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journal homepage: www.elsevier.com/locate/apthermeng

diameter pipes

McDonald a, *, Ben Bschaden a, Erik Sullivan a, Rick Marsden b

Andre

a

Department of Mechanical Engineering, 4-9 Mechanical Engineering Building, University of Alberta, Edmonton, Alberta T6G 2G8, Canada

b

Cenovus Energy Incorporated, 500 Centre Street SE, Calgary, Alberta T2P 0M5, Canada

h i g h l i g h t s

A one-dimensional, ﬁnite-length scale, transient heat conduction model approach was developed.

Comparison of predictions of ﬁnite-length scale model and experiments were conducted.

Model results compared well to experimental results.

Application of the model to practical scenarios was considered and explored.

a r t i c l e i n f o a b s t r a c t

Article history: The cooling and freezing of stagnant water in cylindrical pipes were investigated under conditions of

Received 11 January 2014 varying ambient air temperatures. Experiments were conducted to measure the transient temperature of

Accepted 17 July 2014 water in a 50.8 mm nominal Schedule 80 steel pipe that was exposed to stagnant and forced air at

Available online 25 July 2014

temperatures ranging from 25 C to 5 C. There was a 10 vol.% air gap in the pipe to avoid excessive

increase of ﬂuid pressure during the freezing process. A one-dimensional transient heat conduction

Keywords:

mathematical model was developed to estimate the freezing time of the liquid in the pipe. The model

Ice thickness

was based on the separation of variables method for a ﬁnite length-scale solidiﬁcation problem, and was

Moving boundary problem

Separation of variables

veriﬁed with the experimental transient temperature data. It was found that the model predicted the

Solidiﬁcation solidiﬁcation time of the water in the pipe to within 15% of that which was measured by experiments for

Water most of the tests that were conducted. The model was applied to predict the cooling and freezing be-

haviors of water in steel and copper pipes of various inner diameters and in insulated pipes. The results

of the model and their agreement with experimental data suggest that a separation of variables method

for a ﬁnite length-scale heat conduction problem may be applied to moving or free boundary problems to

predict phase change phenomena.

© 2014 Elsevier Ltd. All rights reserved.

1. Introduction as dendritic ice, which forms in advance of the annular solid ice.

The consequence of the formation of either dendritic ice or solid

The phenomenon of solidiﬁcation of stagnant water in cylin- annular ice in the pipe is the possibility of ﬂow blockage and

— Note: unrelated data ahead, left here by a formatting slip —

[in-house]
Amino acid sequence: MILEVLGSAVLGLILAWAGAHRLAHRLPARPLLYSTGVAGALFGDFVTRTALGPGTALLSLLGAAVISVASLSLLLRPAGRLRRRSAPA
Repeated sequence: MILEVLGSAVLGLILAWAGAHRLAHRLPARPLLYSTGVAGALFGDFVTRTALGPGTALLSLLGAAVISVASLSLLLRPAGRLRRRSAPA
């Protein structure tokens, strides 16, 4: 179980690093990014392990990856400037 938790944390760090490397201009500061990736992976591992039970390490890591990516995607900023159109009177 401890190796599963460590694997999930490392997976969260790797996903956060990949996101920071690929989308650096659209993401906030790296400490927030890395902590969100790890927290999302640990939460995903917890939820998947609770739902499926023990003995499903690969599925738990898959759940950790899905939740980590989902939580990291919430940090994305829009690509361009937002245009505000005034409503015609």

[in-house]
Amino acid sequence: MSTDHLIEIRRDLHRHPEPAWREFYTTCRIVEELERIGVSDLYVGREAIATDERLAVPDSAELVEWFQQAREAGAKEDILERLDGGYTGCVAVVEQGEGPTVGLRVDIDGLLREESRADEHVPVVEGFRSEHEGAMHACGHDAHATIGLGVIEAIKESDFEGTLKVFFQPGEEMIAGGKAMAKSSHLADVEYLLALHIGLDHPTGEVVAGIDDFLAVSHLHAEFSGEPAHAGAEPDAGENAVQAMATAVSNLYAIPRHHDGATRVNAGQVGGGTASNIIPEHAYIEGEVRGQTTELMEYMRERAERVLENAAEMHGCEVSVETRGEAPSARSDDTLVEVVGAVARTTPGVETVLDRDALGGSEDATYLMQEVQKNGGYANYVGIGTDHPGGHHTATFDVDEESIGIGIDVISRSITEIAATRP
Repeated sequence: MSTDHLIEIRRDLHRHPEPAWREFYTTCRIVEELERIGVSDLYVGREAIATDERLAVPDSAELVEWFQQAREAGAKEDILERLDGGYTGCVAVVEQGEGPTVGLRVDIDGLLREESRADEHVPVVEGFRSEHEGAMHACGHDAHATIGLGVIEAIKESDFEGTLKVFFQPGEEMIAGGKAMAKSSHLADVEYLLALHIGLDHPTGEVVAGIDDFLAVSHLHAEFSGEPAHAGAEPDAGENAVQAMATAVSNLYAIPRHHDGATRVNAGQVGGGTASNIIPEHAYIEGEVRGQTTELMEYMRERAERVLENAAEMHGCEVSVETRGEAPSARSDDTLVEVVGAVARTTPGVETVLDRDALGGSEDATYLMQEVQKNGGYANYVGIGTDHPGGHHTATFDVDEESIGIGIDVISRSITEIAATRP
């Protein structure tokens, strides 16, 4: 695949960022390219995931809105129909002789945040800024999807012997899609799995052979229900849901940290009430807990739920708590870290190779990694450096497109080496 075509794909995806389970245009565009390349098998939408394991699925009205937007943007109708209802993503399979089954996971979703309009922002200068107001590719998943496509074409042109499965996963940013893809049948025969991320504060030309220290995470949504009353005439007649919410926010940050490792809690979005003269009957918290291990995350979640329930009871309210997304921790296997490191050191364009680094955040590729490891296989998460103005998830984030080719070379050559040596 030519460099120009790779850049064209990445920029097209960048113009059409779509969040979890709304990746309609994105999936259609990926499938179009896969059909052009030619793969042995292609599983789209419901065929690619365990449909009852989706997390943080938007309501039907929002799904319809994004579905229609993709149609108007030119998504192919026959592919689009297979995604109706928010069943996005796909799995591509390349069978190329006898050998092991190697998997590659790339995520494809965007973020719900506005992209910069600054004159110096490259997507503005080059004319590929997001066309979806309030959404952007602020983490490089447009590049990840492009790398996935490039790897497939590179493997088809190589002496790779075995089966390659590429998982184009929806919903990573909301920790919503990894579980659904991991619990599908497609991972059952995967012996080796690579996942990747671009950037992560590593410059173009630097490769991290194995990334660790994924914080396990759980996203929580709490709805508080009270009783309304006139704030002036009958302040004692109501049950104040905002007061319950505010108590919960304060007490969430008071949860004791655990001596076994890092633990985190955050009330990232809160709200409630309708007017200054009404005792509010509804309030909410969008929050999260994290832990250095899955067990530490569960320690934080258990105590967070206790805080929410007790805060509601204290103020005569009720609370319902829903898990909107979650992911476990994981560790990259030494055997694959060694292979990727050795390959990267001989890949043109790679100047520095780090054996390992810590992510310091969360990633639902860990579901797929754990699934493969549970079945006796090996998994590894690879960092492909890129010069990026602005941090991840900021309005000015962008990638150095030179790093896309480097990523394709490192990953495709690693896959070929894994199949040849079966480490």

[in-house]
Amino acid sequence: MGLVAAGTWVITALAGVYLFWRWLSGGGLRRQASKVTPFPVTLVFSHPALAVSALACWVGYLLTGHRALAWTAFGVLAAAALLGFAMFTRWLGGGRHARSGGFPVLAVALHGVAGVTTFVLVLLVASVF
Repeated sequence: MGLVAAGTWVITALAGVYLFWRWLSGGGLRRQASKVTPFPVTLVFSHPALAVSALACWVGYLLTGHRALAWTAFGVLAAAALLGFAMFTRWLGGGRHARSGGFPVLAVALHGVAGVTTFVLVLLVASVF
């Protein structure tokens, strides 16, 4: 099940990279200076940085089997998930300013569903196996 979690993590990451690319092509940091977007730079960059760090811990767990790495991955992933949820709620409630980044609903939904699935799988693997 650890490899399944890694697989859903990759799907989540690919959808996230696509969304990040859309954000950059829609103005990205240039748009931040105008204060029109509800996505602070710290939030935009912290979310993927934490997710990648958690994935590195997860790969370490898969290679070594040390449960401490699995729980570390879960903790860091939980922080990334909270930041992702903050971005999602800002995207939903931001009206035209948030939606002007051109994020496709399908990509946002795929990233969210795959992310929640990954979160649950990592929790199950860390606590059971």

drical pipes has received attention from numerous investigators bursting of the pipe due to the generation of large internal pres-

given the detrimental effects of freezing such as the possible sures. It has been shown that dendritic ice formation may be

blockage and bursting of the pipes. When pipes are exposed to low- responsible for early blockage of the water pipes under certain

temperature environments, the water will experience cooling, conditions [2]. Sugawara et al. [3] and Oiwake et al. [4] conducted

supercooling of the liquid phase below the fusion temperature, both numerical analyses and experimental studies to quantify the

solidiﬁcation at the fusion temperature, and further cooling of the changes in internal pipe pressure during the freezing process, while

solid ice [1]. Gilpin [2] has shown that supercooled water in pipes is Gordon [1] presented experimental results of pressures required to

characterized by the growth of thin plate-like solid crystals known cause bursting of a variety of pipes used in building applications.

The numerical analyses of Sugawara et al. [3] and Oiwake et al. [4]

and the experimental work of Gordon [1] included the case where

* Corresponding author. Tel.: þ1 780 4922675; fax: þ1 780 4922200. the pressure increase in the freezing ﬂuid depressed the fusion

E-mail address: andre.mcdonald@ualberta.ca (A. McDonald). point. They admitted that the continuous freezing point depression

http://dx.doi.org/10.1016/j.applthermaleng.2014.07.046

1359-4311/© 2014 Elsevier Ltd. All rights reserved.

A. McDonald et al. / Applied Thermal Engineering 73 (2014) 140e151 141

d thickness (m)

cp speciﬁc heat capacity 3 emissivity

D diameter (m) f function dependent on r, only

h average heat transfer coefﬁcient (W m2 K1) l separation constant (m1)

H height m dynamic viscosity (kg m1 s1)

J0 Bessel function of order 0 of the ﬁrst kind r density (kg m3)

J1 Bessel function of order 1 of the ﬁrst kind s StefaneBoltzmann constant, 5.67 108 W m2 K4

k thermal conductivity (W m1 K1) t function dependent on t, only

L latent heat of fusion (J kg1) J function dependent on r and t

Pr Prandtl number, Pr ¼ cp m=k ∞ ambient

r radial coordinate < function dependent on r, only

R radius

R00 resistance Subscripts

RaDo Rayleigh number, RaDo ¼ gbðTs To ÞD3o Pr=y2 f freezing